This dissertation explores sound, its image and its role in relating humans and our technologies to the environment.
It investigates two related questions: How does sound mediate our relationship to environment? And how can contemporary multidisciplinary art practices articulate and explore this relation between sound and environment?
Scorescapes is predicated on the idea that artists and scientists are a part of the sonic environments we study. Thus we cannot assume a passive role of listening without recognising the influence of our actions and presence on the environment with which we engage. The systemic relationship among elements in a complex ecology demands an active approach in which we conceive of ourselves as immersed participants rather than simply as objective observers. This realisation, in turn, demands challenging conventional conceptions of the composer as musical specialist and embracing a trans-disciplinary approach towards sound and sonic research.
Given this attitude towards direct engagement in environment, my work as an artist forms a central part of my research method. The Scorescapes project includes audio-visual installations and performances, performative lectures, electronic instruments, sonic walks and collaborations with improvising musicians. In addition, the project has involved close interactions with composers David Dunn, Alvin Lucier and Pauline Oliveros, and bio-acoustic scientist Michel André. Engaging with these experts and creating and presenting new works allows me to apply and test theoretical ideas. This, in turn, encourages new and unexpected questions to arise that can then be explored theoretically. The written dissertation combines analysis of theoretical texts on sound, scores, environmental aesthetics and scientific papers, with reflections on my personal experiences and discoveries in recording, editing, exhibiting and performing my artistic works. The artworks generated during the course of the Scorescapes project are an integral part of the dissertation and are documented in the accompanying DVD.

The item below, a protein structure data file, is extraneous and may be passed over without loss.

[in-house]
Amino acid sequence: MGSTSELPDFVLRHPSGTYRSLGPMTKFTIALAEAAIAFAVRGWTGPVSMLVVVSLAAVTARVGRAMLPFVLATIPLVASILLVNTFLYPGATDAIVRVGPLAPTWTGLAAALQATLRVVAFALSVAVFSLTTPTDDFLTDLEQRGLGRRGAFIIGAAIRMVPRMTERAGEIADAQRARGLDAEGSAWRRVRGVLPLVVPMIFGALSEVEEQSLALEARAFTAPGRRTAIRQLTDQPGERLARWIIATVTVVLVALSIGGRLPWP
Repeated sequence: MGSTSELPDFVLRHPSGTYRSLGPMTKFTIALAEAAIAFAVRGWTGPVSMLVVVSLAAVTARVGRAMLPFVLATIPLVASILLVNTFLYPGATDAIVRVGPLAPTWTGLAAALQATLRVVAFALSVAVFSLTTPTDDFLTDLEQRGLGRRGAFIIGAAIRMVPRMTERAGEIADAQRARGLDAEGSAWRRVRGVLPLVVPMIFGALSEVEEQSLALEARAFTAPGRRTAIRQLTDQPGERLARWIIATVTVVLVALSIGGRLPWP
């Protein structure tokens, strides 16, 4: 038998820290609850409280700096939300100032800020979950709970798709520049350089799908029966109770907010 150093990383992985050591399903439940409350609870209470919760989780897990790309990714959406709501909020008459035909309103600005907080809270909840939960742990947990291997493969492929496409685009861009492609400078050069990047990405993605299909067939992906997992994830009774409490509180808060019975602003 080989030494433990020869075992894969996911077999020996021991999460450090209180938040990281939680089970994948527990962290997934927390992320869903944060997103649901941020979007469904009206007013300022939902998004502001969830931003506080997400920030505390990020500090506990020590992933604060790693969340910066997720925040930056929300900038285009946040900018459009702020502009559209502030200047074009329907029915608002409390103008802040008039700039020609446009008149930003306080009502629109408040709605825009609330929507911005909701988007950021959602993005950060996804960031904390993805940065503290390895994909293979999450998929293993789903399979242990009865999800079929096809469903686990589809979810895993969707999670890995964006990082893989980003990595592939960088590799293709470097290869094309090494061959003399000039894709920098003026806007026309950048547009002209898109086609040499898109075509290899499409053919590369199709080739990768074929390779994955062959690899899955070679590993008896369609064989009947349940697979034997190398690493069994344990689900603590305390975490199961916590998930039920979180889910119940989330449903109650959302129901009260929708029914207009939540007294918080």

In order to adequately explore the various facets of this research project, and relate it to developments in my own practical work, I have chosen a subject-oriented approach rather than a chronological or historiographical one. Each chapter has a one-word subject title: Score, Scape, Inaudible, Whale, Field and Flare. In the first two chapters I outline my personal artistic interest in the development of the notion of a score beyond a document for notation, proposing that the score facilitates relationship. Building on my work with sonic navigations, I provide theoretical arguments and historical examples to suggest that the score can also exist in the mind and in space. Examining the question - what is it to ‘relate to environment’ through sound? – I investigate parallels between Acoustic Ecology and Land Art, ecology and systems aesthetics, and the legacy of walking as an art form embodying relationship to environment.
The central three chapters go into considerably more depth on specific topics that require mediation by technology: making the inaudible audible, underwater sound and attitudes to field recording. The physiological limitations of the human hearing range within larger environmental soundscapes highlight the necessity of making the humanly inaudible audible. As an example, the necessity but difficulty of understanding the sonic qualities of the underwater environment that functions largely through sound, is explored through the scientific and artistic work on cetaceans. This leads on to questions of place in field recordings in general and proposes a possible interactive role in environments through recordings.
The concluding chapter is an attempt to synthesise the array of ideas that developed during this research by taking a more personal turn in an analysis of my own art works. Through the artistic process of making Pink Noise, Fishing for Sound, Tropical Storm and other works, realising a performance of Lucier’s Quasimodo, and working with Oliveros’ Deep Listening techniques, I recognised the central importance of considering the context in which sounds occur rather than exclusively the qualities of a sound itself. Such an attitude presents a significant shift in the role of the composer. From this perspective, the act of composition emphasizes learning to listen in order to understand sounds in relationship to their environment, and enabling other listeners to do the same.
The Scorescapes research project maps given approaches and suggests potential trajectories between sound, technology, environment and sonic consciousness. In general, putting such ideas into practice, either through my own work or the work of others, creates possibilities for heightened awareness and engagement in environment. The environment is continuously being developed and transformed by human intervention. Understanding sounds’ role in these transformations can open up greater awareness of the interrelation of factors that can lead towards more sustainable practices in the arts as well as science and other fields. In conclusion, I propose a notion of ‘techno-intuition’ and its application in instrument design and interaction with the environment by combining technological and intuitive ways of knowing.